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Sanderling

From Opus

Summer adult malePhoto: bobsofpaFort Myers Beach, Florida, May 2015
Summer adult male
Photo: bobsofpa
Fort Myers Beach, Florida, May 2015
Calidris alba

Contents

[edit] Identification

Adult moulting into summer plumage; probably femalePhoto Dave HuttonFarmoor Reservior, Oxfordshire, England, May 2007
Adult moulting into summer plumage; probably female
Photo Dave Hutton
Farmoor Reservior, Oxfordshire, England, May 2007

Length 20-21 cm, wingspan 35-39 cm, weight 41-102 g.
A relatively small wader with a straight, stubby, black bill. The legs are black and of medium length, and uniquely among Calidris species, lacking a hind toe; typically runs very fast on sandy beaches at the edge of the waves, roosts in tight flocks on beaches or rocky outcrops just above the high water mark.

Underparts always pure white. Summer plumage with brick-red to orange-tinged grey head and upper breast; mantle spangled orange, black and silver. Males tend to be brighter orange and females paler, more silvery. Winter adults plain silvery grey, with blackish primaries and a dark carpal ("shoulder") patch. Juveniles spangled with black and silver to pale yellow-buff above. In flight, strong white wingbar more conspicuous than in any other Calidris species.

[edit] Confusion species

Summer adults can be confused with summer adult Red-necked Stint and Little Stint; Sanderling differs in being significantly larger, and in close views, by lacking a hind toe. The behaviour, fast running on sandy shores, is also usually distinct, though vagrant Sanderlings in muddy habitats can behave more stint-like.

[edit] Distribution

Breeds in the far-northern Holarctic (concentrations in Canada, Greenland and Siberia); non-breeding range is on coasts worldwide (for example, a bird breeding in Greenland may winter anywhere from northern Europe to South Africa). A migrant (spring and autumn) and winter visitor to Britain. Rarely seen any distance inland.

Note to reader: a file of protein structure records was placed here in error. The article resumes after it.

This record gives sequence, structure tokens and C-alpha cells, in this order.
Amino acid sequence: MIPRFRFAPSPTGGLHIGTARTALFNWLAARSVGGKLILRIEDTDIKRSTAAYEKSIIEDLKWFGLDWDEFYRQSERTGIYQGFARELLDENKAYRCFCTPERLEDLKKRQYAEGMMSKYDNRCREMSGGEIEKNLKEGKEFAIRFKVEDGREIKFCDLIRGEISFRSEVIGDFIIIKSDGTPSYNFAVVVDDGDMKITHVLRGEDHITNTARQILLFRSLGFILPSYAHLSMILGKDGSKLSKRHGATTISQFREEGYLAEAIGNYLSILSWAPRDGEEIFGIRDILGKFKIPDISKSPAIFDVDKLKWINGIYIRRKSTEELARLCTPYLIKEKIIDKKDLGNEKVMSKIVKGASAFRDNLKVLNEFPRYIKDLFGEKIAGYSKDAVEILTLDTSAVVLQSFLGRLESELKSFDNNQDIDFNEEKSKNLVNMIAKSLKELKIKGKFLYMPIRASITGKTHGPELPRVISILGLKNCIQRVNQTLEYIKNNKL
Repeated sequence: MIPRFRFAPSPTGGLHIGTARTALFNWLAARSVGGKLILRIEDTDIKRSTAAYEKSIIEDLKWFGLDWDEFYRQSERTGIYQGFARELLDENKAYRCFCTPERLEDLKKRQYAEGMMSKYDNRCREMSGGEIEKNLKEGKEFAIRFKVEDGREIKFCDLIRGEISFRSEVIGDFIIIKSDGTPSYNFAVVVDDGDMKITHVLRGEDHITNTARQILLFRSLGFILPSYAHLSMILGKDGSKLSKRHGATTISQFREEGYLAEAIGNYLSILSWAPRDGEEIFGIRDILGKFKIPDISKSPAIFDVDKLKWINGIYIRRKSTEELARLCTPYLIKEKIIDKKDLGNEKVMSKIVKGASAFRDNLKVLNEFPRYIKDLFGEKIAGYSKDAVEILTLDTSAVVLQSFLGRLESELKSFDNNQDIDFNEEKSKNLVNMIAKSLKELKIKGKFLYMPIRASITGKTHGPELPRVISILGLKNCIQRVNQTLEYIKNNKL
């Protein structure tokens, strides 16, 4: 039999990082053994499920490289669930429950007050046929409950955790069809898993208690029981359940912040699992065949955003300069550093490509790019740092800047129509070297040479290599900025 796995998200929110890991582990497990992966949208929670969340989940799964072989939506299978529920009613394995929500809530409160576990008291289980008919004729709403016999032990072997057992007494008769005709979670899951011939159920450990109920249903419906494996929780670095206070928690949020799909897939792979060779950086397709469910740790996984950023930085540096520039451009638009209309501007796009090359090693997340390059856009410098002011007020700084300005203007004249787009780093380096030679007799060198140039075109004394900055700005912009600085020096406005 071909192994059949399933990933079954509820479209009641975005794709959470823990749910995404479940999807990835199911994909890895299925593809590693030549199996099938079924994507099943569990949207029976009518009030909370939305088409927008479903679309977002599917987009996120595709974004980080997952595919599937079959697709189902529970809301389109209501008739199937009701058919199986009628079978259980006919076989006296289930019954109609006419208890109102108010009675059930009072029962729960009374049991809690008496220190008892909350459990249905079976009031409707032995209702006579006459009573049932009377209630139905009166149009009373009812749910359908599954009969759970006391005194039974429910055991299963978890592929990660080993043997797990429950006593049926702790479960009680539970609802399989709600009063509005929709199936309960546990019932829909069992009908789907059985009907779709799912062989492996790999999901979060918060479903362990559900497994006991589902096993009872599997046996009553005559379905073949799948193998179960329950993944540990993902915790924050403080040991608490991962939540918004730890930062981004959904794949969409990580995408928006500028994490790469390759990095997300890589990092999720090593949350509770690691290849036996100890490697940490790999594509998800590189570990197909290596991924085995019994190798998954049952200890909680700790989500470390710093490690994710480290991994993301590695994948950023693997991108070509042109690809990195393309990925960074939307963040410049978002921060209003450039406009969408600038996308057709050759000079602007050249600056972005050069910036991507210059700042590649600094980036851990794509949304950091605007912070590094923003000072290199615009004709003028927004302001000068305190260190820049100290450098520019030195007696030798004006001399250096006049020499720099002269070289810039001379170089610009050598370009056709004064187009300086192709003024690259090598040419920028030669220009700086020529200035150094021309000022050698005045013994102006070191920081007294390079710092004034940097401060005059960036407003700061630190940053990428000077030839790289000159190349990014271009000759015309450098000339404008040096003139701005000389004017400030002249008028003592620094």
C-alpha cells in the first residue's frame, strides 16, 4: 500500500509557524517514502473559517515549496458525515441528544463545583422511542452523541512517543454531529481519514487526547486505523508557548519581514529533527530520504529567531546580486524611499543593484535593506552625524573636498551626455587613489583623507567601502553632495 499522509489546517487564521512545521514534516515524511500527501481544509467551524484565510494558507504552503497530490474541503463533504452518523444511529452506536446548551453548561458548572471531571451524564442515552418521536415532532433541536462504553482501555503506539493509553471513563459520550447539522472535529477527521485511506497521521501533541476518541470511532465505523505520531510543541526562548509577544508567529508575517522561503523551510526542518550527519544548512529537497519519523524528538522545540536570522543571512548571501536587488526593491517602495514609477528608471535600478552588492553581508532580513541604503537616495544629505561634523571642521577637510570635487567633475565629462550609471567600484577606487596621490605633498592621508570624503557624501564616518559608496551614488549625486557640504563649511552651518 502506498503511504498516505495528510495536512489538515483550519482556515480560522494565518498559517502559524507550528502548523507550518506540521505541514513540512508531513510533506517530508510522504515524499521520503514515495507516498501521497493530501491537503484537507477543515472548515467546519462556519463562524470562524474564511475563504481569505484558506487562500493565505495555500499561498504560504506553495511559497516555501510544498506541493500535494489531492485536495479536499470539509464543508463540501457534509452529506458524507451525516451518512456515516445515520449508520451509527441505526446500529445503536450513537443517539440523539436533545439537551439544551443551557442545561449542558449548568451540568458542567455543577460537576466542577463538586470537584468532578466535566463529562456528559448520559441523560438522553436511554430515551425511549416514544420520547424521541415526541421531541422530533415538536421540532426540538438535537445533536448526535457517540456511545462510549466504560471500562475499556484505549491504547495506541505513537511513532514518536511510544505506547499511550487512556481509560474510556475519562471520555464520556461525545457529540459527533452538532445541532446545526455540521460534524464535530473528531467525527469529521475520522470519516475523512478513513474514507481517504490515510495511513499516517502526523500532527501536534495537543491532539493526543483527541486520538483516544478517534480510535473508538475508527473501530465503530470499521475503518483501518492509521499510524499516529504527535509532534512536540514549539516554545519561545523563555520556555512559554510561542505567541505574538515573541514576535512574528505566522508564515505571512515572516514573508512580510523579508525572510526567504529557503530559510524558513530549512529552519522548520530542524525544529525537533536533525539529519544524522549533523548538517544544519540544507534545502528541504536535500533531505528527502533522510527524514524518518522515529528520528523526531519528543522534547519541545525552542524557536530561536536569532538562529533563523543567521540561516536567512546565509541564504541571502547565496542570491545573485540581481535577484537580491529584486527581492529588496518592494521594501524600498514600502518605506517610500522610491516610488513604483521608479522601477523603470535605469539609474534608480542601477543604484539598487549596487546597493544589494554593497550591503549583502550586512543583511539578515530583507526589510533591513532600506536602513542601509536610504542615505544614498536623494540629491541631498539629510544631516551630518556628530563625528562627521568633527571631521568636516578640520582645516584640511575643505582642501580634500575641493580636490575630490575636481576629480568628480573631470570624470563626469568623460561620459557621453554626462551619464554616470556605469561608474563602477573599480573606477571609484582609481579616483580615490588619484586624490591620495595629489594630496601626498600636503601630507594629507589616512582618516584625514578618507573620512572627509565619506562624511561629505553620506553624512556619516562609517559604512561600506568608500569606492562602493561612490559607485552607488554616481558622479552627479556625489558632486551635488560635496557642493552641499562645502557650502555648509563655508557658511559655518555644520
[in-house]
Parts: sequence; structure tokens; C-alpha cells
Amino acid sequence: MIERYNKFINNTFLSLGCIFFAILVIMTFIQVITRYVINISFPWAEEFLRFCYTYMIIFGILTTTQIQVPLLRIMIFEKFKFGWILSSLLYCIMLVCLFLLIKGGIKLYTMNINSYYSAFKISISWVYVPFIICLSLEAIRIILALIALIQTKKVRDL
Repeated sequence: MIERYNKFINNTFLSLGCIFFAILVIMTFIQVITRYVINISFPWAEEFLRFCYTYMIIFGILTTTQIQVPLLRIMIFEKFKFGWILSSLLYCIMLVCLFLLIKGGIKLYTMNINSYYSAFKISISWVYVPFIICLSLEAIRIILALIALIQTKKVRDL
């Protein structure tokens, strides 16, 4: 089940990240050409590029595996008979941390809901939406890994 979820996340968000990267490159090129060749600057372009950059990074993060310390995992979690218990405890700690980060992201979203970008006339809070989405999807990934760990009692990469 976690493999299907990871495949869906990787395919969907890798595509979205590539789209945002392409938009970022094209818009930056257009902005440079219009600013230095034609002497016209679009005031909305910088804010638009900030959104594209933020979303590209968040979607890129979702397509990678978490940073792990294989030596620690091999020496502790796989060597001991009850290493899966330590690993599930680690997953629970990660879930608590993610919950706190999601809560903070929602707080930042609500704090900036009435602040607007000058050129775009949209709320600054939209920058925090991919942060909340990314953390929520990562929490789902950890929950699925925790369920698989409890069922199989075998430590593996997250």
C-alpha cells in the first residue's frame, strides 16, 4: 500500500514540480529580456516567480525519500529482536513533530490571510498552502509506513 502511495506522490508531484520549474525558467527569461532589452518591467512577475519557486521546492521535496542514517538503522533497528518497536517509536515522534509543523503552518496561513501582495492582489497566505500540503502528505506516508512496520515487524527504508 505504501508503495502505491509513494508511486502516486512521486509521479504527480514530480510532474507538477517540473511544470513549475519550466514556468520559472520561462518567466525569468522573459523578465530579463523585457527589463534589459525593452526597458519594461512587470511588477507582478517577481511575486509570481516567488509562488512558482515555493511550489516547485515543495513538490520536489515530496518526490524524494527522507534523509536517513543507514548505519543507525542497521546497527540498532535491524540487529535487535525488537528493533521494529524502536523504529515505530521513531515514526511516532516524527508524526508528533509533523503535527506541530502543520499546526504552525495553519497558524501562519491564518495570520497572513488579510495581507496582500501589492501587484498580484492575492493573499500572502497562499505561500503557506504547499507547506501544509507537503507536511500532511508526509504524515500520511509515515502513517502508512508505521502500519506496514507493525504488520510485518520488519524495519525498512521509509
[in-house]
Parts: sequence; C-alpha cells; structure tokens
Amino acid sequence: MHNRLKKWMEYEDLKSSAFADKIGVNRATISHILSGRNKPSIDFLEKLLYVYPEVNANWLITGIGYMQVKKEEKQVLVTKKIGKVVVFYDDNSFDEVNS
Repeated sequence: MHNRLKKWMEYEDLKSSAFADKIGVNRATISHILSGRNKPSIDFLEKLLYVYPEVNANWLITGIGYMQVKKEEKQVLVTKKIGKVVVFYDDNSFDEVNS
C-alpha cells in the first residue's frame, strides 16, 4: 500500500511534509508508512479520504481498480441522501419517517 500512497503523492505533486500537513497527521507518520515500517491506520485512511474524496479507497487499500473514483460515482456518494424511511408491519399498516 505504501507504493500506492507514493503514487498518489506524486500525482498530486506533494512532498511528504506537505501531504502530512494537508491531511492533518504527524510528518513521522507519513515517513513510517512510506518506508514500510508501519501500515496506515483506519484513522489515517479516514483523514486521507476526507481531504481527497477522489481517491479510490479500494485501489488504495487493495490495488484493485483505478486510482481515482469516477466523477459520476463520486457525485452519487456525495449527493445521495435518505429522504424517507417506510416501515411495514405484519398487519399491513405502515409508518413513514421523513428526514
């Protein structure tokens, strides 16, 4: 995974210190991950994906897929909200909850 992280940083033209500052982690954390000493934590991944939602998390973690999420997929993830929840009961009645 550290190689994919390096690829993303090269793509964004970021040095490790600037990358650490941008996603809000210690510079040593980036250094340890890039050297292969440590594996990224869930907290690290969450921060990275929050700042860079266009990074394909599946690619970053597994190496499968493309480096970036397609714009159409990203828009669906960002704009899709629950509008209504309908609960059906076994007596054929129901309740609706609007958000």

[edit] Taxonomy

Winter adultPhoto: bobsofpaFort Myers Beach, Florida, February 2015
Winter adult
Photo: bobsofpa
Fort Myers Beach, Florida, February 2015

Treated by some authorities as monotypic[1], while others authorities[2][3] recognise two subspecies:

  • Calidris alba alba - breeds northeastern Canada, Greenland, Svalbard, and northern Siberia
  • Calidris alba rubida - breeds north-central Canada and northern Alaska

The two subspecies are very similar, distinguished only by small differences in morphometrics[2]

[edit] Habitat

Nesting habitat is rocky tundra, while coasts and especially sandy beaches are used the rest of the year.

[edit] Behaviour

JuvenilePhoto MahslebMinsmere, England, September 2014
Juvenile
Photo Mahsleb
Minsmere, England, September 2014

Forages in flocks on beaches, usually in moist sand. The diet includes crustaceans, small marine worms, insects, fish and molluscs.

Three or four eggs are laid in a ground scrape. Some females lay one clutch which is then attended by both parents; others lay one clutch which they leave for the male to attend and shortly after a second clutch which is only attended by the female.

[edit] References

  1. Clements, JF. 2008. The Clements Checklist of Birds of the World. 6th ed., with updates to December 2008. Ithaca: Cornell Univ. Press. ISBN 978-0801445019. Spreadsheet available at http://www.birds.cornell.edu/clementschecklist.
  2. Engelmoer, M., & Roselaar, C. S. (1998). Geographical Variation in Waders. Kluwer Academic Publishers, Dordrecht. ISBN 9780792350200.
  3. Gill, F and D Donsker (Eds). 2015. IOC World Bird Names (version 5.3). Available at http://www.worldbirdnames.org/.
  4. Hockey, PAR, WRJ Dean, and PG Ryan, eds. 2005. Roberts' Birds of Southern Africa. 7th ed. Cape Town: John Voelcker Bird Book Fund. ISBN 978-0620340533
  5. RSPB
  6. Sinclair, I and P Ryan. 2003. Birds of Africa South of the Sahara. Princeton: Princeton Univ. Press. ISBN 978-0691118154
  7. The Sanderling study group homepage

[edit] External Links


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